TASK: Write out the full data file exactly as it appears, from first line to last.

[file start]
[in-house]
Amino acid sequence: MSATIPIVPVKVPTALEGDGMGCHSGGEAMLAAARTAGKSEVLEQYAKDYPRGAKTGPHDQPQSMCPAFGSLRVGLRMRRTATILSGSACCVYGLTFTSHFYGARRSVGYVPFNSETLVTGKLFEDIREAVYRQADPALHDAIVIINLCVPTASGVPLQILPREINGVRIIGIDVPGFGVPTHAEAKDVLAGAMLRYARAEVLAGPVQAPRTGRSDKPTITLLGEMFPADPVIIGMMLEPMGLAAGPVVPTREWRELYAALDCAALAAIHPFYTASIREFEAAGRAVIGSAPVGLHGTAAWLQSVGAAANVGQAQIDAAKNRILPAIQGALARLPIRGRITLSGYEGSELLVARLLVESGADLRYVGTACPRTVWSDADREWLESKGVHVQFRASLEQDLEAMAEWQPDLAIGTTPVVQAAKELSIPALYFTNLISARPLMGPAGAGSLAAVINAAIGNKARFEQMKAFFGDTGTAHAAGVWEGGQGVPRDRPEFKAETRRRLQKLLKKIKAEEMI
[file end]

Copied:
[in-house]
Amino acid sequence: MSATIPIVPVKVPTALEGDGMGCHSGGEAMLAAARTAGKSEVLEQYAKDYPRGAKTGPHDQPQSMCPAFGSLRVGLRMRRTATILSGSACCVYGLTFTSHFYGARRSVGYVPFNSETLVTGKLFEDIREAVYRQADPALHDAIVIINLCVPTASGVPLQILPREINGVRIIGIDVPGFGVPTHAEAKDVLAGAMLRYARAEVLAGPVQAPRTGRSDKPTITLLGEMFPADPVIIGMMLEPMGLAAGPVVPTREWRELYAALDCAALAAIHPFYTASIREFEAAGRAVIGSAPVGLHGTAAWLQSVGAAANVGQAQIDAAKNRILPAIQGALARLPIRGRITLSGYEGSELLVARLLVESGADLRYVGTACPRTVWSDADREWLESKGVHVQFRASLEQDLEAMAEWQPDLAIGTTPVVQAAKELSIPALYFTNLISARPLMGPAGAGSLAAVINAAIGNKARFEQMKAFFGDTGTAHAAGVWEGGQGVPRDRPEFKAETRRRLQKLLKKIKAEEMI